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Molecularly Imprinted Templates for Solid-Phase Extraction (MISPE) Presented by: Janee’ Hardman Samantha Lawler.

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Presentation on theme: "Molecularly Imprinted Templates for Solid-Phase Extraction (MISPE) Presented by: Janee’ Hardman Samantha Lawler."— Presentation transcript:

1 Molecularly Imprinted Templates for Solid-Phase Extraction (MISPE) Presented by: Janee’ Hardman Samantha Lawler

2 Overview Overview Brief explanation of solid phase extraction Brief explanation of solid phase extraction What is MISPE? What is MISPE? Making MI polymers Making MI polymers –Polymerization –Reaction components –Covalent Imprinting –Non-covalent Imprinting Optimization of developing MIP’s Optimization of developing MIP’s –Trial and error –Computational approach Creating MISPE columns from MIP’s Creating MISPE columns from MIP’s Specific examples of MISPE used in industry. Specific examples of MISPE used in industry. Conclusions Conclusions References References

3 http://www.biotage.com/DynPage.aspx?id=35833 Solid Phase Extraction (SPE) Solid Phase Extraction (SPE) Used to selectively retain analytes for purification Used to selectively retain analytes for purification Use individual cartridges or 96-well plates. Use individual cartridges or 96-well plates. Retention can be based on ionic, polar, or non- polar interactions Retention can be based on ionic, polar, or non- polar interactions Sample added to column, impurities washed away, target analyte eluted Sample added to column, impurities washed away, target analyte eluted Can have problems with selectivity Can have problems with selectivity

4 Molecularly Imprinted Solid-Phase Extraction (MISPE) Technique introduced in early 1970’s Technique introduced in early 1970’s Similar theory to traditional SPE Similar theory to traditional SPE More selective, resulting in greater purification of final extracts More selective, resulting in greater purification of final extracts Sorbent composed of molecularly imprinted polymers (MIPs) that have a predetermined selectivity for a particular analyte, or group of structurally related compounds Sorbent composed of molecularly imprinted polymers (MIPs) that have a predetermined selectivity for a particular analyte, or group of structurally related compounds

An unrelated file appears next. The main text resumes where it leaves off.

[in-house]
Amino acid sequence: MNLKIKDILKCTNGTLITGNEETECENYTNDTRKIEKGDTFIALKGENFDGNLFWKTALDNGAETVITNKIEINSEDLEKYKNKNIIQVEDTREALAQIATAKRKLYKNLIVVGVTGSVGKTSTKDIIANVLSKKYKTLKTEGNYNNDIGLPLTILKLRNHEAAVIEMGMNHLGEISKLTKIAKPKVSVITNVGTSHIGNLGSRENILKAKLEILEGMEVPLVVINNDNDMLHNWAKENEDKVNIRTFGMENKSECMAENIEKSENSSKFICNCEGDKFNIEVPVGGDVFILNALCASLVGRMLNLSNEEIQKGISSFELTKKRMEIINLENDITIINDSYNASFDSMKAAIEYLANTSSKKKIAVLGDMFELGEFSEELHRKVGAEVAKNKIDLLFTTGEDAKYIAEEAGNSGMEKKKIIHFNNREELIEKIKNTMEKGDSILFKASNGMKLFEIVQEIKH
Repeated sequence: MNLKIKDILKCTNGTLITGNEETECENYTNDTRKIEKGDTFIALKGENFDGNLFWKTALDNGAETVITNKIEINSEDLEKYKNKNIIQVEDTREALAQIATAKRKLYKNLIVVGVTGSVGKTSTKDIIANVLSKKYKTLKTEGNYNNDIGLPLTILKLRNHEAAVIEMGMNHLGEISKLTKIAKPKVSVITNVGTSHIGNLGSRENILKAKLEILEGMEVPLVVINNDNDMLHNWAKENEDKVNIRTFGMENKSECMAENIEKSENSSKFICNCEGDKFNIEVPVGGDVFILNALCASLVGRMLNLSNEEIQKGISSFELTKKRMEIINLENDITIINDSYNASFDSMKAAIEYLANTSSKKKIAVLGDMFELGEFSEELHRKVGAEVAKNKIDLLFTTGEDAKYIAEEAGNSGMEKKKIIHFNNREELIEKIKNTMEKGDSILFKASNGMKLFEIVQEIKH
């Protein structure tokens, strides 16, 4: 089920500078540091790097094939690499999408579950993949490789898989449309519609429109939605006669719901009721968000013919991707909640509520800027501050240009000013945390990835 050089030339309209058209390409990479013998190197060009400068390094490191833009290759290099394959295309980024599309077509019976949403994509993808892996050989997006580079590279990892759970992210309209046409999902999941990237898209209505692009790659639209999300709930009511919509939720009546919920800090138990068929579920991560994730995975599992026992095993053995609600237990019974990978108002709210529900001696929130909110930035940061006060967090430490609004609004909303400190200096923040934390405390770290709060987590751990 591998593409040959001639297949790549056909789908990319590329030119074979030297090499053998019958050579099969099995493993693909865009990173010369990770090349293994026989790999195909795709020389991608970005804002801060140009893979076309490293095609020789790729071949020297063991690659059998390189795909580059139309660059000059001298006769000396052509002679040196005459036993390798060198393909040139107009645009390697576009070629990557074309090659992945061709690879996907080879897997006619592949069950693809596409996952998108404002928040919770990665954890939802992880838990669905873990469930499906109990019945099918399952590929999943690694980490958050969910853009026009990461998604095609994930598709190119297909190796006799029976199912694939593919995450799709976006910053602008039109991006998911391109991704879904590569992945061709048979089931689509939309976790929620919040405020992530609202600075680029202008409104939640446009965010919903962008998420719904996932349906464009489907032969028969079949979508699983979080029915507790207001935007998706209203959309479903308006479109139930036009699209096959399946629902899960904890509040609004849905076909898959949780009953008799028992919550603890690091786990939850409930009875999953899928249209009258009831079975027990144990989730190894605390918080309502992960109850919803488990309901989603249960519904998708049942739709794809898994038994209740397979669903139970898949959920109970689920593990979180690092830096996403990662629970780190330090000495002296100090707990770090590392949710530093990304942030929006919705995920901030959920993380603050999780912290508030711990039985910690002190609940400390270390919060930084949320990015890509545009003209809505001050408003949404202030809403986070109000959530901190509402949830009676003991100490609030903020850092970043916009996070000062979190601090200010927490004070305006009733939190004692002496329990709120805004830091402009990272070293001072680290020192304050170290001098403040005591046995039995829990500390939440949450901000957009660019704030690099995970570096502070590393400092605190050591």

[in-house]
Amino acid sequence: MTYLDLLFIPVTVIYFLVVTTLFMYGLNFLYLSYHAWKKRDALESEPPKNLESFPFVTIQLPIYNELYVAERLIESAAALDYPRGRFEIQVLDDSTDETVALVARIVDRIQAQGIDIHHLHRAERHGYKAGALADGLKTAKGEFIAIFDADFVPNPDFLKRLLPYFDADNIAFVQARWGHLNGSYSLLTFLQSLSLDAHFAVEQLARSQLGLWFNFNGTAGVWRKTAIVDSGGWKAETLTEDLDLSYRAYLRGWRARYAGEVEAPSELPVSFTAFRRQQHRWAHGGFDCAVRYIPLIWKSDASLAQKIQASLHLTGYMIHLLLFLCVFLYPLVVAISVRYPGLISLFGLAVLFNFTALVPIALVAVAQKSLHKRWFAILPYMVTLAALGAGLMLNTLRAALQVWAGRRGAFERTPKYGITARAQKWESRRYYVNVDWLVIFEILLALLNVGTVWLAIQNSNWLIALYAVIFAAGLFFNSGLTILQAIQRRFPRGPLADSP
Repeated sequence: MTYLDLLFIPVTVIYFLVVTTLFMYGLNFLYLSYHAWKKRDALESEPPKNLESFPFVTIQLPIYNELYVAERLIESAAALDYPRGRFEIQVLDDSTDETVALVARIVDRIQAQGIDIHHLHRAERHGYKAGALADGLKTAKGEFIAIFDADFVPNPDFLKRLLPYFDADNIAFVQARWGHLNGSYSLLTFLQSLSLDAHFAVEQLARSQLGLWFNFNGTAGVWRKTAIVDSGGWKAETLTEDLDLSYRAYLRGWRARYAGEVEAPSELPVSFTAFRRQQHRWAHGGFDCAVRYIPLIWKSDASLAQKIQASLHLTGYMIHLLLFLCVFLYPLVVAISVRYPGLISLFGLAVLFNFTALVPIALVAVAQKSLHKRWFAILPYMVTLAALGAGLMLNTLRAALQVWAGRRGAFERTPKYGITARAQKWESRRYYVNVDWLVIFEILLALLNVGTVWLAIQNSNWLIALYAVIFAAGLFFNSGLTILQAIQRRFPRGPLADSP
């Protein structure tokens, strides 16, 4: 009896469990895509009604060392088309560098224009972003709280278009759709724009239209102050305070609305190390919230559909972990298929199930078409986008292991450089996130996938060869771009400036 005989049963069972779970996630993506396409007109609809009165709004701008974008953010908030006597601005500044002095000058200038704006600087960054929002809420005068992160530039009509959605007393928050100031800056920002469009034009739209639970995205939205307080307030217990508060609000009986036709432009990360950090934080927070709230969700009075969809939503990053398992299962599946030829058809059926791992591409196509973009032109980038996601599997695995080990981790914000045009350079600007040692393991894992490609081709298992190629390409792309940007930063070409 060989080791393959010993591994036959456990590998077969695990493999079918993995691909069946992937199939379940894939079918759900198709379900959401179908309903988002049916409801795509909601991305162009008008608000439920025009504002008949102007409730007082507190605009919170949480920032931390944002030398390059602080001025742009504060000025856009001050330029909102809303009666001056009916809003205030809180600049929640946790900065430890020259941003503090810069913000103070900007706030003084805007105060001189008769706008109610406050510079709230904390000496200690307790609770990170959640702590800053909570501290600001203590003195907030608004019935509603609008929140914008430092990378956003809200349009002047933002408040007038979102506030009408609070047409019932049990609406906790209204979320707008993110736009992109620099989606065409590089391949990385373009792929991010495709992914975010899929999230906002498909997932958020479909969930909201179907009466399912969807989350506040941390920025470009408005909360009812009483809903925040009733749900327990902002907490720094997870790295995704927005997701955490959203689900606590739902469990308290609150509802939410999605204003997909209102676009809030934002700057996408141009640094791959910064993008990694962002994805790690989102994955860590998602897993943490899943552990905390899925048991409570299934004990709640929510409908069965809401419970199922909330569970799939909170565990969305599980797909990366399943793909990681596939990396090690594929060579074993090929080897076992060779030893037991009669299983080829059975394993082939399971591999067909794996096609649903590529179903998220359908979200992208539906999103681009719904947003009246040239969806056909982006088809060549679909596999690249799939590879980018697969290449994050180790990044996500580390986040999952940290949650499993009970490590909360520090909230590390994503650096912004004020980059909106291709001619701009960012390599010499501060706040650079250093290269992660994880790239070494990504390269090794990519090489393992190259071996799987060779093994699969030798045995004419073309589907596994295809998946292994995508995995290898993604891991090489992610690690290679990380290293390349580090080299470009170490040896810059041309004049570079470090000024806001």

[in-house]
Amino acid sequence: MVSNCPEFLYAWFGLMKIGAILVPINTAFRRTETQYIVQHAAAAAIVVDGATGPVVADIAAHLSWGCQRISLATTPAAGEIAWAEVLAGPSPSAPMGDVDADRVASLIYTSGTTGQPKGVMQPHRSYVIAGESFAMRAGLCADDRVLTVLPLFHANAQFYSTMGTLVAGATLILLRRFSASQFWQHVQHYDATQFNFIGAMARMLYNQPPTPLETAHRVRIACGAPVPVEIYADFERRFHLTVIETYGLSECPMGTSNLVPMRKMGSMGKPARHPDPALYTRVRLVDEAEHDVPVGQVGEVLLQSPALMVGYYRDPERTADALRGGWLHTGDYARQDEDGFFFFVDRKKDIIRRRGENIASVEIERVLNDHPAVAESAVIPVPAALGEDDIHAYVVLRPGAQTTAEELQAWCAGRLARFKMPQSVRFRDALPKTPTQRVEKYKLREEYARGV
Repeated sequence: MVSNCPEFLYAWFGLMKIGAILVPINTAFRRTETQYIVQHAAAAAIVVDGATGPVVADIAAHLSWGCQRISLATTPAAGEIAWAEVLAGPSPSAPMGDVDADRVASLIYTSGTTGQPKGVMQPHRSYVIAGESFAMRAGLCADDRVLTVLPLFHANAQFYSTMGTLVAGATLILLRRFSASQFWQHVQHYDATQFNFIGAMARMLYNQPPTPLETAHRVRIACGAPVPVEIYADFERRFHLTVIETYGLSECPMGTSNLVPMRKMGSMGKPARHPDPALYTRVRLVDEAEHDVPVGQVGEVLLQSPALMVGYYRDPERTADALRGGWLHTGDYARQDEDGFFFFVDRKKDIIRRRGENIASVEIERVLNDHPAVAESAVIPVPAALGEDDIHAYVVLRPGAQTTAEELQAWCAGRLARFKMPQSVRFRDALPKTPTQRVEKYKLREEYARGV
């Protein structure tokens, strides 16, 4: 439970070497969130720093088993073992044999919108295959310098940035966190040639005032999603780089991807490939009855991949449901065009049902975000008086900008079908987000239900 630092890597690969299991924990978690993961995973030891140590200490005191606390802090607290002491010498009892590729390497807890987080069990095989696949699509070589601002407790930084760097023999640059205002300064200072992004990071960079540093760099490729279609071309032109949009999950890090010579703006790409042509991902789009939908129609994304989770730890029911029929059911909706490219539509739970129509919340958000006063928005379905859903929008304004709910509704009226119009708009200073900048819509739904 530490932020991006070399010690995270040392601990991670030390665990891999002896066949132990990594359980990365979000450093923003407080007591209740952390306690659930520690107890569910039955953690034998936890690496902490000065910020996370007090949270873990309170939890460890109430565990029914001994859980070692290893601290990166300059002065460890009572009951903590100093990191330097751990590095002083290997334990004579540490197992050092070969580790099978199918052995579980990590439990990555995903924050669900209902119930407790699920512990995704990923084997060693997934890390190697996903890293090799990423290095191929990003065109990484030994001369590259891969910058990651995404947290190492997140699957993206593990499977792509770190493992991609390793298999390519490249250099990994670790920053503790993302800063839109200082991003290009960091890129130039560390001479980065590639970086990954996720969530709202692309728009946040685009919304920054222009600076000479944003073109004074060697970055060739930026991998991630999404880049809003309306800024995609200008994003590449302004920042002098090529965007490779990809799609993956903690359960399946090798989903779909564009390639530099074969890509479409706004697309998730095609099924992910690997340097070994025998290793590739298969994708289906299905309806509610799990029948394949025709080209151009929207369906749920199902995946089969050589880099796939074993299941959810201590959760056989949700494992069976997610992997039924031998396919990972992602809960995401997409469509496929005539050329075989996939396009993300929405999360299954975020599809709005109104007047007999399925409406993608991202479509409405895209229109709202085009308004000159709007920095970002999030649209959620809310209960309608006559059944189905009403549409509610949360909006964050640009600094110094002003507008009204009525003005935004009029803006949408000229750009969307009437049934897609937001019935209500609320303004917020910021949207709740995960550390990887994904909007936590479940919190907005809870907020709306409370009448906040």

5 MIPs Overview Creation of polymers based upon molecular recognition Creation of polymers based upon molecular recognition –Referred to as synthetic antibodies Polymer network is created around a template/imprint molecule Polymer network is created around a template/imprint molecule Removal of template/imprint molecule leaves cavity in polymer Removal of template/imprint molecule leaves cavity in polymer –Chemical affinity –Steric affinity

6 Polymerization Method Bulk Polymerization Bulk Polymerization –All components added to reaction vessel at once Template/imprint molecule Template/imprint molecule Monomers Monomers Initiator Initiator Cross-linker Cross-linker Porogen (Polymerization solvent) Porogen (Polymerization solvent) –Reaction initiated via heat or UV irradiation –Results in macroporous monolithic polymeric block Dried, manually ground, sieved Dried, manually ground, sieved

7 Additional Polymerization Methods Lee, Lim Lay. University Sains Malaysia, 2006, pp 1-52

8 Polymerization Reaction Most common type is free radical polymerization Most common type is free radical polymerization –Initiation I 2R* –Propagation where M = Monomers R* + M M* i M* i + M M* i+1,2,3…. –Termination M* i+n + M* i+n M n+n R* + R* I

9 Template/Imprint Molecule Target analyte or close structural analog Target analyte or close structural analog Must be chemically inert Must be chemically inert Stable under polymerization conditions Stable under polymerization conditions –No participation in free radical reaction –Thermally stable if polymerization initiated via heat –UV stable if polymerization initiated via UV irradiation Removal of template in MIP achieved via Soxhlet extraction Removal of template in MIP achieved via Soxhlet extraction

10 Functional Monomers Monomers chosen must be complementary in functionality to template/imprint molecule Monomers chosen must be complementary in functionality to template/imprint molecule Monomers may be Monomers may be –Acidic –Basic –Neutral Lee, Lim Lay. University Sains Malaysia, 2006, pp 1-52

11 Cross-linkers Fulfills three major functions Fulfills three major functions –Defines form and structure of polymer matrix –Makes imprint molecule insoluble in polymerization solvent (porogen) –Imparts mechanical stability to polymer matrix High degree of cross- linking required High degree of cross- linking required 70 – 90% 70 – 90% Lee, Lim Lay. University Sains Malaysia, 2006, pp 1-52

12 Initiators 2,2-Azobisisobutyronitrile (AIBN) Benzoyl peroxide http://polymer.w99of.com/tag/propagation / Function of initiator is to initiate free radical polymerization